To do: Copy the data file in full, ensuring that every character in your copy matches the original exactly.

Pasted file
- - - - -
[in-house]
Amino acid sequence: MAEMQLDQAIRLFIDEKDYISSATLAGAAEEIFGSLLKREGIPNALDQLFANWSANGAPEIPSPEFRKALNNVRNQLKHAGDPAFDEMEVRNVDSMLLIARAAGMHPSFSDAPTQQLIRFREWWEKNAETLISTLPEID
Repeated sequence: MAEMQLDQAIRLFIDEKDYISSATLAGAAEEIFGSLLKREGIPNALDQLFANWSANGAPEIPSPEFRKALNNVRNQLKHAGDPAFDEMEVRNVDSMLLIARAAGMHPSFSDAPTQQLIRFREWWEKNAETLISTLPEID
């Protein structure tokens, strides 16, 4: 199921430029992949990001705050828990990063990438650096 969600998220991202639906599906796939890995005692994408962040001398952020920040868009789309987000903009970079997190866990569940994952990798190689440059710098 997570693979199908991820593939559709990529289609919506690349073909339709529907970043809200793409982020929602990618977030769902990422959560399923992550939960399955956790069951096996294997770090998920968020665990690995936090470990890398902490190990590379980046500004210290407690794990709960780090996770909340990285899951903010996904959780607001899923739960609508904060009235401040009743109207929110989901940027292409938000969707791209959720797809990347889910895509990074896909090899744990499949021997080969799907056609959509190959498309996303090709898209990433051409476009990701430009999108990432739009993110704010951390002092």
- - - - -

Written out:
[in-house]
Amino acid sequence: MAEMQLDQAIRLFIDEKDYISSATLAGAAEEIFGSLLKREGIPNALDQLFANWSANGAPEIPSPEFRKALNNVRNQLKHAGDPAFDEMEVRNVDSMLLIARAAGMHPSFSDAPTQQLIRFREWWEKNAETLISTLPEID
Repeated sequence: MAEMQLDQAIRLFIDEKDYISSATLAGAAEEIFGSLLKREGIPNALDQLFANWSANGAPEIPSPEFRKALNNVRNQLKHAGDPAFDEMEVRNVDSMLLIARAAGMHPSFSDAPTQQLIRFREWWEKNAETLISTLPEID
């Protein structure tokens, strides 16, 4: 199921430029992949990001705050828990990063990438650096 969600998220991202639906599906796939890995005692994408962040001398952020920040868009789309987000903009970079997190866990569940994952990798190689440059710098 997570693979199908991820593939559709990529289609919506690349073909339709529907970043809200793409982020929602990618977030769902990422959560399923992550939960399955956790069951096996294997770090998920968020665990690995936090470990890398902490190990590379980046500004210290407690794990709960780090996770909340990285899951903010996904959780607001899923739960609508904060009235401040009743109207929110989901940027292409938000969707791209959720797809990347889910895509990074896909090899744990499949021997080969799907056609959509190959498309996303090709898209990433051409476009990701430009999108990432739009993110704010951390002092």